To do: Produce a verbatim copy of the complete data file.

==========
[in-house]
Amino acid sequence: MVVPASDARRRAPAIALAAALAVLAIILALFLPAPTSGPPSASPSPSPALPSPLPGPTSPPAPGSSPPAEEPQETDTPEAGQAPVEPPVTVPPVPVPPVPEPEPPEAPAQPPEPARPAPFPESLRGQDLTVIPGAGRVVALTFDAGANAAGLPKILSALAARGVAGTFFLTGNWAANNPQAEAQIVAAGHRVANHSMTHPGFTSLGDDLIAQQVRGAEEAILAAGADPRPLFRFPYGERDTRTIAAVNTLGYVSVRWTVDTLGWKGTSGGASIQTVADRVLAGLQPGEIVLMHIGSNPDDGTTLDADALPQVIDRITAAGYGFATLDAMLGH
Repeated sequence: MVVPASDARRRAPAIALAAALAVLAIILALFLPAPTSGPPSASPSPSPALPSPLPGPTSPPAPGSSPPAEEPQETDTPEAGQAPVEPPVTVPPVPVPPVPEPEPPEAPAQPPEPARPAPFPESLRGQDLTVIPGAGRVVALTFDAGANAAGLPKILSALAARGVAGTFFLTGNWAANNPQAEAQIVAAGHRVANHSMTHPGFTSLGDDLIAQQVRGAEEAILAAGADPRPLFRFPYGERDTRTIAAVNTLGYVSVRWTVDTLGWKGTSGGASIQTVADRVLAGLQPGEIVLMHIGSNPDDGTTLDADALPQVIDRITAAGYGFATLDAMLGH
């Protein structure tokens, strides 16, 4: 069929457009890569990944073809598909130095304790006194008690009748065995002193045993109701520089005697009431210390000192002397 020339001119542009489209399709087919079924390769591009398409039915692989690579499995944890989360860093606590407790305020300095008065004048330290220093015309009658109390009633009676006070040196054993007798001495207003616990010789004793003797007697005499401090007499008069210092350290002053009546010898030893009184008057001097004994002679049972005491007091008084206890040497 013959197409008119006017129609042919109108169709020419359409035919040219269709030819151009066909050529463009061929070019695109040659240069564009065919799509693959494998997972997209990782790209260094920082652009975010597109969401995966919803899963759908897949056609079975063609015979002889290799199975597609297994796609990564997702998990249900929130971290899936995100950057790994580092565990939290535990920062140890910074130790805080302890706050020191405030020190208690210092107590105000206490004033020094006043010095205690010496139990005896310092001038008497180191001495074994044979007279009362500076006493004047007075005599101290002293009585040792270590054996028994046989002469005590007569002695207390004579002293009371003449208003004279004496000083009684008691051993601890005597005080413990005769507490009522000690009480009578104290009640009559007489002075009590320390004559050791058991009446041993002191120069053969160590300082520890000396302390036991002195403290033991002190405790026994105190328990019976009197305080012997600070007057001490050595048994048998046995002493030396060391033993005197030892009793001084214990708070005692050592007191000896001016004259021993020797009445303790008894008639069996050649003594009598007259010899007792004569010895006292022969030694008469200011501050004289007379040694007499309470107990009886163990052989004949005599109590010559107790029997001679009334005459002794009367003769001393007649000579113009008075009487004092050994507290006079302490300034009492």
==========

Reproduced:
[in-house]
Amino acid sequence: MVVPASDARRRAPAIALAAALAVLAIILALFLPAPTSGPPSASPSPSPALPSPLPGPTSPPAPGSSPPAEEPQETDTPEAGQAPVEPPVTVPPVPVPPVPEPEPPEAPAQPPEPARPAPFPESLRGQDLTVIPGAGRVVALTFDAGANAAGLPKILSALAARGVAGTFFLTGNWAANNPQAEAQIVAAGHRVANHSMTHPGFTSLGDDLIAQQVRGAEEAILAAGADPRPLFRFPYGERDTRTIAAVNTLGYVSVRWTVDTLGWKGTSGGASIQTVADRVLAGLQPGEIVLMHIGSNPDDGTTLDADALPQVIDRITAAGYGFATLDAMLGH
Repeated sequence: MVVPASDARRRAPAIALAAALAVLAIILALFLPAPTSGPPSASPSPSPALPSPLPGPTSPPAPGSSPPAEEPQETDTPEAGQAPVEPPVTVPPVPVPPVPEPEPPEAPAQPPEPARPAPFPESLRGQDLTVIPGAGRVVALTFDAGANAAGLPKILSALAARGVAGTFFLTGNWAANNPQAEAQIVAAGHRVANHSMTHPGFTSLGDDLIAQQVRGAEEAILAAGADPRPLFRFPYGERDTRTIAAVNTLGYVSVRWTVDTLGWKGTSGGASIQTVADRVLAGLQPGEIVLMHIGSNPDDGTTLDADALPQVIDRITAAGYGFATLDAMLGH
């Protein structure tokens, strides 16, 4: 069929457009890569990944073809598909130095304790006194008690009748065995002193045993109701520089005697009431210390000192002397 020339001119542009489209399709087919079924390769591009398409039915692989690579499995944890989360860093606590407790305020300095008065004048330290220093015309009658109390009633009676006070040196054993007798001495207003616990010789004793003797007697005499401090007499008069210092350290002053009546010898030893009184008057001097004994002679049972005491007091008084206890040497 013959197409008119006017129609042919109108169709020419359409035919040219269709030819151009066909050529463009061929070019695109040659240069564009065919799509693959494998997972997209990782790209260094920082652009975010597109969401995966919803899963759908897949056609079975063609015979002889290799199975597609297994796609990564997702998990249900929130971290899936995100950057790994580092565990939290535990920062140890910074130790805080302890706050020191405030020190208690210092107590105000206490004033020094006043010095205690010496139990005896310092001038008497180191001495074994044979007279009362500076006493004047007075005599101290002293009585040792270590054996028994046989002469005590007569002695207390004579002293009371003449208003004279004496000083009684008691051993601890005597005080413990005769507490009522000690009480009578104290009640009559007489002075009590320390004559050791058991009446041993002191120069053969160590300082520890000396302390036991002195403290033991002190405790026994105190328990019976009197305080012997600070007057001490050595048994048998046995002493030396060391033993005197030892009793001084214990708070005692050592007191000896001016004259021993020797009445303790008894008639069996050649003594009598007259010899007792004569010895006292022969030694008469200011501050004289007379040694007499309470107990009886163990052989004949005599109590010559107790029997001679009334005459002794009367003769001393007649000579113009008075009487004092050994507290006079302490300034009492």